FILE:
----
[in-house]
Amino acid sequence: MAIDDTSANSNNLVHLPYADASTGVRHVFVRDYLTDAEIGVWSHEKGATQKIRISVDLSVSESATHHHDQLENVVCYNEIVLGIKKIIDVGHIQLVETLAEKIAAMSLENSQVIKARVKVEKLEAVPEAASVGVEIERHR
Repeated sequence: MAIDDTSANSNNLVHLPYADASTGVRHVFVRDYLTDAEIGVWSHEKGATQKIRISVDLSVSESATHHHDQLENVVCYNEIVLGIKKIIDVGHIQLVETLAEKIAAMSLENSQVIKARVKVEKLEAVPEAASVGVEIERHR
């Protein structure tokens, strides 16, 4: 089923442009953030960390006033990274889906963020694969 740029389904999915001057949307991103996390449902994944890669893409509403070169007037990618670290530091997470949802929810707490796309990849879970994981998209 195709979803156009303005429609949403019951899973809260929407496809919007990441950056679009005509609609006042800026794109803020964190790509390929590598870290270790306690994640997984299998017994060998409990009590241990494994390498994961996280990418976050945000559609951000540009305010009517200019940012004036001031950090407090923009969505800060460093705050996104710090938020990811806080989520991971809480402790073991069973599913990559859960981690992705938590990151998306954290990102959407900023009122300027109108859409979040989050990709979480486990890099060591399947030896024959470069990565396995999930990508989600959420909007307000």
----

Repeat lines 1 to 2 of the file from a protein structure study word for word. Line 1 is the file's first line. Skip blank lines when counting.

[in-house]
Amino acid sequence: MAIDDTSANSNNLVHLPYADASTGVRHVFVRDYLTDAEIGVWSHEKGATQKIRISVDLSVSESATHHHDQLENVVCYNEIVLGIKKIIDVGHIQLVETLAEKIAAMSLENSQVIKARVKVEKLEAVPEAASVGVEIERHR